Boston took the first small step on its journey to justice Monday when a federal judge lectured hundreds of potential jurors for the Boston Marathon bombing trial about their civic duty to weigh fairly the fate of the man accused of carrying out the deadly attack.
Dzhokhar Tsarnaev, the accused Boston Marathon bomber, arrived at the jury hall in Boston’s Moakley Federal Courthouse around 9:10 a.m. for the first day of jury selection. Some 500 people filled out questionnaires after U.S. District Judge George O’Toole instructed them in the obligations of sitting on a high-profile jury.
Tsarnaev sat in the midst of his defense team. His curly hair was long and loose. He had grown a scruffy beard, and was dressed in a thick, dark gray sweater and khaki pants. He sat with his hands folded, listening. He occasionally adjusted his collar, and in one instance, stood to face jurors as O’Toole introduced him.
Outside the courthouse, a sea of international media waited with their lenses and microphones aimed at the courthouse doors, waiting for a glimpse of potential jurors and key players of the case. Outside the courthouse Homeland Security officers patrolled the perimeter, led by bomb sniffing K9s.
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Armed officers stood inside the entrance. In Boston Harbor, a police boat patrolled.The April 2013 attack killed three spectators, maimed or injured dozens of spectators and runners and left Boston traumatized for days as police locked down the entire city in their hunt for the bombers.
Tsarnaev, now 21, is facing 30 charges in connection with the attack, which prosecutors allege he planned and carried out with his brother Tamerlan, who was killed following a shootout with police. If convicted he could be executed.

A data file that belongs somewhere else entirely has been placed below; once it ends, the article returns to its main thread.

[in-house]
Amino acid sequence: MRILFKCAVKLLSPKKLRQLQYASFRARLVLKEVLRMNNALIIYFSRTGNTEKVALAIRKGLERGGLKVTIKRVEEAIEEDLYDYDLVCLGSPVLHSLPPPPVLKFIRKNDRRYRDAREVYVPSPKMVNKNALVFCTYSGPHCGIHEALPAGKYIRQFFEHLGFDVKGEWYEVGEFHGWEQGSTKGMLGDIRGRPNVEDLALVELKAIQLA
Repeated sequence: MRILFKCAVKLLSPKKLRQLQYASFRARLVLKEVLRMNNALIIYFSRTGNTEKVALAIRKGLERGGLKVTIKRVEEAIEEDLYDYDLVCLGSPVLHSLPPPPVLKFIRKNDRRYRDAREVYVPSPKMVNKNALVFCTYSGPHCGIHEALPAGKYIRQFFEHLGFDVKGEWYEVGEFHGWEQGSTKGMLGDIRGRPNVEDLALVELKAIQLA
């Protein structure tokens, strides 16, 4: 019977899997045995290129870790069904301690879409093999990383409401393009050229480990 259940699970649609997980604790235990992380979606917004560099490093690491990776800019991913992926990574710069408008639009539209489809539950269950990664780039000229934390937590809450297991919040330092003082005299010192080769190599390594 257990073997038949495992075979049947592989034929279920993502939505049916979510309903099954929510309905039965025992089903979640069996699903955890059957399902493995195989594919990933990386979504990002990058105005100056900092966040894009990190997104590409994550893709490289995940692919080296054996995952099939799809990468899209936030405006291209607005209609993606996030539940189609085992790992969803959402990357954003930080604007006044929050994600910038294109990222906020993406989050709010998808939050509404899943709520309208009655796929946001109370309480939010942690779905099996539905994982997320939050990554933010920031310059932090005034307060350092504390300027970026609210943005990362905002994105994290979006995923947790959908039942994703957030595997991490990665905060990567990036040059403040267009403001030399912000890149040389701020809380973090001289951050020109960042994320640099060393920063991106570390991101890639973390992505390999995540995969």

O’Toole has summoned a total 3,000 potential jurors to federal court; as many as 1,200 are expected to fill out questionnaires this week. It may take up to three weeks before a jury is seated, O’Toole said, with opening statements slated for later this month.
Outside the courthouse a sea of international media waited with their lenses and microphones aimed at the courthouse doors, waiting for a glimpse of potential jurors and key players of the case. Outside the courthouse Homeland Security officers patrolled the perimeter, led by bomb sniffing K9s. Armed officers stood inside the entrance. In Boston Harbor, a police boat patrolled.
O’Toole told potential jurors that the burden is on the government to prove the defendant’s guilt, and that Tsarnaev is presumed innocent until proven guilty.
“Don’t think of the service of being a juror as an annoying burden,” O’Toole said, adding that many jurors who have wrapped up their duty have told him they found the experience “interesting” and “memorable.”
O’Toole forbade jurors from reading, watching or listening to any and all media reports until they have been excused from duty, and warned them that speaking about the case to friends and family would result in charges of contempt of court.
Jurors will also face perjury charges if they lie on questionnaires, he said.“Take the time to respond to the questionnaires thoughtfully, honestly and completely. There are no right or wrong answers,” said O’Toole. “We need your help and we need your honest performance of this important duty of citizenship.”
Court recessed at 1 p.m and was expected to reconvene Tuesday at 9 a.m.